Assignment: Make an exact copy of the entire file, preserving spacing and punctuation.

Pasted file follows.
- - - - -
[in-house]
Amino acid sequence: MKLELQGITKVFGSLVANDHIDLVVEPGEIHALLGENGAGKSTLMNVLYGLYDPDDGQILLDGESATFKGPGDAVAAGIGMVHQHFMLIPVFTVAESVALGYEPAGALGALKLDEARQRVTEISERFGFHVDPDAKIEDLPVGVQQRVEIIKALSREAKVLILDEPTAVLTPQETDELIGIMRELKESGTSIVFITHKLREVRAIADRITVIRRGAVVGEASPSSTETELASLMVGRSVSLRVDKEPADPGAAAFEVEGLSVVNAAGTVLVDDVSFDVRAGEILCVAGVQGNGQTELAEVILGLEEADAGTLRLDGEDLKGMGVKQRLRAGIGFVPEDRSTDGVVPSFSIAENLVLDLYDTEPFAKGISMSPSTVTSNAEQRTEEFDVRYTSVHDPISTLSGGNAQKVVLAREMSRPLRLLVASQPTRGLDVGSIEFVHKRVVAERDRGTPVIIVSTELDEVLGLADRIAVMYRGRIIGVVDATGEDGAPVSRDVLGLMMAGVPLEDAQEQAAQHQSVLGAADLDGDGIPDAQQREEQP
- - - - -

[in-house]
Amino acid sequence: MKLELQGITKVFGSLVANDHIDLVVEPGEIHALLGENGAGKSTLMNVLYGLYDPDDGQILLDGESATFKGPGDAVAAGIGMVHQHFMLIPVFTVAESVALGYEPAGALGALKLDEARQRVTEISERFGFHVDPDAKIEDLPVGVQQRVEIIKALSREAKVLILDEPTAVLTPQETDELIGIMRELKESGTSIVFITHKLREVRAIADRITVIRRGAVVGEASPSSTETELASLMVGRSVSLRVDKEPADPGAAAFEVEGLSVVNAAGTVLVDDVSFDVRAGEILCVAGVQGNGQTELAEVILGLEEADAGTLRLDGEDLKGMGVKQRLRAGIGFVPEDRSTDGVVPSFSIAENLVLDLYDTEPFAKGISMSPSTVTSNAEQRTEEFDVRYTSVHDPISTLSGGNAQKVVLAREMSRPLRLLVASQPTRGLDVGSIEFVHKRVVAERDRGTPVIIVSTELDEVLGLADRIAVMYRGRIIGVVDATGEDGAPVSRDVLGLMMAGVPLEDAQEQAAQHQSVLGAADLDGDGIPDAQQREEQP